Mr Ross doesn’t hold back from describing how unhappy he sensed the party were to be sharing power with a loose alliance of Independents.
‘They would tolerate us but would have to hold their noses’ was how he described the sense he got on his first day in Cabinet.
What follows is an entertaining trip through the following four years in Irish politics, taking in everything from sports stories like Pat Hickey and the Olympics to battles over judicial vacancies. Football fans will appreciate a detailed chapter on John Delaney and the FAI.
Mr Ross isn’t afraid to poke fun at himself and highlight his own issues, giving us his view of the many moments he was in the spotlight over the years. There were a number of high-profile gaffes involving Irish sport, including a mortifying social media mistake while congratulating Cork rowing star Sanita Puspure.
In one of the biggest issues he faced as Minister for Transport, Tourism and Sport, he incurred the wrath of many rural politicians, including Cork Independent Michael Collins.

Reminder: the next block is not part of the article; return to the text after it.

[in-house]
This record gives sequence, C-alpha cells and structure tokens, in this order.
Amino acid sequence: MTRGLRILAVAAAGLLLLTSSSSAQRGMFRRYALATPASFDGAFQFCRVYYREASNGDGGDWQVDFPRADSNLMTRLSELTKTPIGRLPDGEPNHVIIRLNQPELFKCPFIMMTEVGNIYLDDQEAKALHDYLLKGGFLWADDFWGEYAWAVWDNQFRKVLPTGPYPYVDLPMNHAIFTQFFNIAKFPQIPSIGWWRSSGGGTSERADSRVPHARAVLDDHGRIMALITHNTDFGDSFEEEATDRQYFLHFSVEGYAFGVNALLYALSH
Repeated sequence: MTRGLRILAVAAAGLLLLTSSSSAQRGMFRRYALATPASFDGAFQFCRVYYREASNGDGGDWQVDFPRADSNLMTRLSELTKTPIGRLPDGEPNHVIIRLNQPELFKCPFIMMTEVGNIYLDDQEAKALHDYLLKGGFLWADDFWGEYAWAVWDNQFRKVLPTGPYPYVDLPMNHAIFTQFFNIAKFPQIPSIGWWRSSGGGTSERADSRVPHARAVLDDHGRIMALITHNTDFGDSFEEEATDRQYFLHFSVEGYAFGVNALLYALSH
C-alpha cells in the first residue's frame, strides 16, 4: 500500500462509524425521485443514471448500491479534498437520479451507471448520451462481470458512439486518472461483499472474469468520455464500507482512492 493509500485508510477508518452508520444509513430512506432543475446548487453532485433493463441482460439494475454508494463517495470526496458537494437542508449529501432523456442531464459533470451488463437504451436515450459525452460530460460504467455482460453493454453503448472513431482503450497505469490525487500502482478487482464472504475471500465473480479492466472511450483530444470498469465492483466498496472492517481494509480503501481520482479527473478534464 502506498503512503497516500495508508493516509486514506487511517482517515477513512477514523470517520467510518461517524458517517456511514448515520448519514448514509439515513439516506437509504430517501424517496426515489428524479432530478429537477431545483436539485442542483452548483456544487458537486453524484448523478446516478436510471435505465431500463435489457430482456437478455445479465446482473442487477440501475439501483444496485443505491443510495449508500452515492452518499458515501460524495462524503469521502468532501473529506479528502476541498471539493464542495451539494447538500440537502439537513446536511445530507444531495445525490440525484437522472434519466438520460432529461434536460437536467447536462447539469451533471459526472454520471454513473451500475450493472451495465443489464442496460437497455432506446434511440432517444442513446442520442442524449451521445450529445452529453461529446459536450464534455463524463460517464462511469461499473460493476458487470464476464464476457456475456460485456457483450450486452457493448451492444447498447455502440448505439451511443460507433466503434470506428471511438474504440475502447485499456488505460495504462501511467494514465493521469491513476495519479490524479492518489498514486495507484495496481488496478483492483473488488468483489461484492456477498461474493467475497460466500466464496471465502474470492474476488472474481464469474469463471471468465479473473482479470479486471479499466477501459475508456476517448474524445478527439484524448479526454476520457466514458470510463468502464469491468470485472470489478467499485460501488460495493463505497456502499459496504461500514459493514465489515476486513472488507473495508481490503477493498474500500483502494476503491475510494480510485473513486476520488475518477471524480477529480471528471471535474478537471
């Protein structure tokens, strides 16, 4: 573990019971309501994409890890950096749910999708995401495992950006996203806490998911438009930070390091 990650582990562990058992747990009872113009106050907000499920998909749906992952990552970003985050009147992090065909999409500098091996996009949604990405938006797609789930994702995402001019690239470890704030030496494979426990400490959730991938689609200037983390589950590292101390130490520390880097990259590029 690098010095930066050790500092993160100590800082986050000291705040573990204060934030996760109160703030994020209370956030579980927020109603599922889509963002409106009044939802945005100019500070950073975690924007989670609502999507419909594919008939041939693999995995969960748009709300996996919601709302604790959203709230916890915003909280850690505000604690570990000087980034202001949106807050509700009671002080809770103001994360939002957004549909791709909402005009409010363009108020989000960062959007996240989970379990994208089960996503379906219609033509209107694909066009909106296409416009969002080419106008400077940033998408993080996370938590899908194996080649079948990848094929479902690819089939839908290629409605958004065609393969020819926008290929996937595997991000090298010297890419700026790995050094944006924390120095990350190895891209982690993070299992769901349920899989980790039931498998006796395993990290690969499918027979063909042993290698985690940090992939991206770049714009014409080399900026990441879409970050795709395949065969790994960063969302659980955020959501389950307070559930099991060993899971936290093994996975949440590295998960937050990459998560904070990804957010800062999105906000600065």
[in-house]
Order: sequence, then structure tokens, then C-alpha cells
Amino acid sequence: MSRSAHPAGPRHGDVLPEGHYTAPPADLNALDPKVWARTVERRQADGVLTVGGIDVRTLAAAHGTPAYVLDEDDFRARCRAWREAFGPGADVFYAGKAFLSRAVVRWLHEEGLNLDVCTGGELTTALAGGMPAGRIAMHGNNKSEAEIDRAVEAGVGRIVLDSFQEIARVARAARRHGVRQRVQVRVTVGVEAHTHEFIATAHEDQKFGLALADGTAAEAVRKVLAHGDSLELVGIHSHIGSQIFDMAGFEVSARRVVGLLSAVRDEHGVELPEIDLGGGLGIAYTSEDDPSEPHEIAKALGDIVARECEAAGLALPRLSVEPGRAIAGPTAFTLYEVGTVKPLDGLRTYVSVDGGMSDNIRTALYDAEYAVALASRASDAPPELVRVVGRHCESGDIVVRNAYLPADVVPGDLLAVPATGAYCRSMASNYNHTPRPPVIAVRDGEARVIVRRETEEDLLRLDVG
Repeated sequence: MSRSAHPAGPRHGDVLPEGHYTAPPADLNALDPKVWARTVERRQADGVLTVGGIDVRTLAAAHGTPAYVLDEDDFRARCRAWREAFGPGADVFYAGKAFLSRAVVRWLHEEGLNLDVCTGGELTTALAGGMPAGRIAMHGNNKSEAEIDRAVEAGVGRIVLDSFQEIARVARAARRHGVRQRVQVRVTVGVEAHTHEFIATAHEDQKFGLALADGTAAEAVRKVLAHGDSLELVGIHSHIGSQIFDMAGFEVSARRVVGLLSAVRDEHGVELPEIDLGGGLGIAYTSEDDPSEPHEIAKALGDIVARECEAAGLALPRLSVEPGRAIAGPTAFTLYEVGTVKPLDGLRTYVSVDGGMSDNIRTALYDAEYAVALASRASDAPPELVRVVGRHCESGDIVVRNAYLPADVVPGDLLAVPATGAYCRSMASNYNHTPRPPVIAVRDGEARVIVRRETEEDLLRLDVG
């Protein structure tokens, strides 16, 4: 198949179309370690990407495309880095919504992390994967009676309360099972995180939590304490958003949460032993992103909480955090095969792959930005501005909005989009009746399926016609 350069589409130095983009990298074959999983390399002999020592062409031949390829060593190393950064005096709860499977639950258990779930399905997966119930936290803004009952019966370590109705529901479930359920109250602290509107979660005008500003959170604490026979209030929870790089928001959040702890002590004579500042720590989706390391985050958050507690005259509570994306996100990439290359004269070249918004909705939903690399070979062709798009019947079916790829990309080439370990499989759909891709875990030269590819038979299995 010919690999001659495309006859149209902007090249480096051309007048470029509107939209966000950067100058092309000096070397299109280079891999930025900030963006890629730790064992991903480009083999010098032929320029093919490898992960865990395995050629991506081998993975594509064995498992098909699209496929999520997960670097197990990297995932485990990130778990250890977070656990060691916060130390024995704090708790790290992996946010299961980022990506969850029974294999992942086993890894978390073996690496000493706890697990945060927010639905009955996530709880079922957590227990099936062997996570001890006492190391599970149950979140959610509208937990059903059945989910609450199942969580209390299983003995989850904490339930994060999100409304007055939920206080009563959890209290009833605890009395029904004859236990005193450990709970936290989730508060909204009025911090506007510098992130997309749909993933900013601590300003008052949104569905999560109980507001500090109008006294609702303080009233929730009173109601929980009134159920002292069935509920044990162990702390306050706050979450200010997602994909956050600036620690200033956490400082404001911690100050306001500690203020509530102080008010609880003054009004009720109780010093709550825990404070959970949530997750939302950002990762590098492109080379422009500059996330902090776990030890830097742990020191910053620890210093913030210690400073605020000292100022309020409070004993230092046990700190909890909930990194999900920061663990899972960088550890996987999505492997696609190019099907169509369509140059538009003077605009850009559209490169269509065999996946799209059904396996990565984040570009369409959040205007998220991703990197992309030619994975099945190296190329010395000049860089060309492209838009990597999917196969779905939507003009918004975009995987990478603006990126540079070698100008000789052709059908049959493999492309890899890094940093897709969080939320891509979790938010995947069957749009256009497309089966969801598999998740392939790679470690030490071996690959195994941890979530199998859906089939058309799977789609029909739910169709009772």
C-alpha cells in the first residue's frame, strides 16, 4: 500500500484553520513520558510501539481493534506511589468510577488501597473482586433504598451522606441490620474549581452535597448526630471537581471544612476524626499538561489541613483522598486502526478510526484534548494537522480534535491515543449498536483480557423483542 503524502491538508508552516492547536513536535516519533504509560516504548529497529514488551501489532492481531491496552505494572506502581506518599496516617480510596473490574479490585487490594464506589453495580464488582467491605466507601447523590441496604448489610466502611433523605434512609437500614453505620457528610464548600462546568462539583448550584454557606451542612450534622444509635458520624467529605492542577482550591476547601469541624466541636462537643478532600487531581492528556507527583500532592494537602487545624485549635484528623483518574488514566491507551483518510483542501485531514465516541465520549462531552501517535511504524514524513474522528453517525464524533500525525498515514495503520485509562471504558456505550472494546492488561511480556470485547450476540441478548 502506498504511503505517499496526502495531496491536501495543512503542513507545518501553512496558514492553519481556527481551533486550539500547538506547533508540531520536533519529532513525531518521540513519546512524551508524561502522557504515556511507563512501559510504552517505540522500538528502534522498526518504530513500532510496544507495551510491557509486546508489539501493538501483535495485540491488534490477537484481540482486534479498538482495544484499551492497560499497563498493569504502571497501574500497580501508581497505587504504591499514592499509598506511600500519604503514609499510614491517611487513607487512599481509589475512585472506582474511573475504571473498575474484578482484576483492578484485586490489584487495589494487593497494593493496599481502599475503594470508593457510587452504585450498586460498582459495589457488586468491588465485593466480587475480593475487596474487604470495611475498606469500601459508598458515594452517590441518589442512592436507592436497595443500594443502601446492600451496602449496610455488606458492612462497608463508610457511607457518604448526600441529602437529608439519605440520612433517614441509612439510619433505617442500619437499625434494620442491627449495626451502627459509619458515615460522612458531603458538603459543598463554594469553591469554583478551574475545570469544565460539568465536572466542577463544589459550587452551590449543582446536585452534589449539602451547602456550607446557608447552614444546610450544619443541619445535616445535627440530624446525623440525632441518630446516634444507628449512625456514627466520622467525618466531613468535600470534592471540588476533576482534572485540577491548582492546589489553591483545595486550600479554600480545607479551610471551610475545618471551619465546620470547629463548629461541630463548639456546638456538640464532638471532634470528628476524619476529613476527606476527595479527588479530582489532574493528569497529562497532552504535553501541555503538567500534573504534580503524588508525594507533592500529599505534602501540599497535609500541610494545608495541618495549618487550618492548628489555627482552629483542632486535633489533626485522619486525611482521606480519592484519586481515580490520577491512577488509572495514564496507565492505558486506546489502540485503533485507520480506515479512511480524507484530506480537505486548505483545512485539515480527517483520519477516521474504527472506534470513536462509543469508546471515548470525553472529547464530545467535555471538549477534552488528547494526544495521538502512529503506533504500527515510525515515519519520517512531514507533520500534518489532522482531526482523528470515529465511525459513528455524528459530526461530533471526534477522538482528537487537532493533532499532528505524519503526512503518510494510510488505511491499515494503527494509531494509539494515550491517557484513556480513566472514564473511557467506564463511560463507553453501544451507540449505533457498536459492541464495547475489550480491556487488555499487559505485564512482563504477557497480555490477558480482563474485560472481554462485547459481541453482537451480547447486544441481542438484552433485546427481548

While Mr Collins hit the headlines for remarks made about Mr Ross during the aftermath of February’s election, which saw Mr Ross lose his seat, the former Dublin TD says relations with the West Cork man were not as fraught as the public might think.
“I was surprised when I saw that clip because that wasn’t the animosity I was dealing with,” he says.
“We all play to the gallery and we will often get together afterwards and understand why so-and-so said such a thing and realise they don’t mean it in any personal way but have to play to their constituency.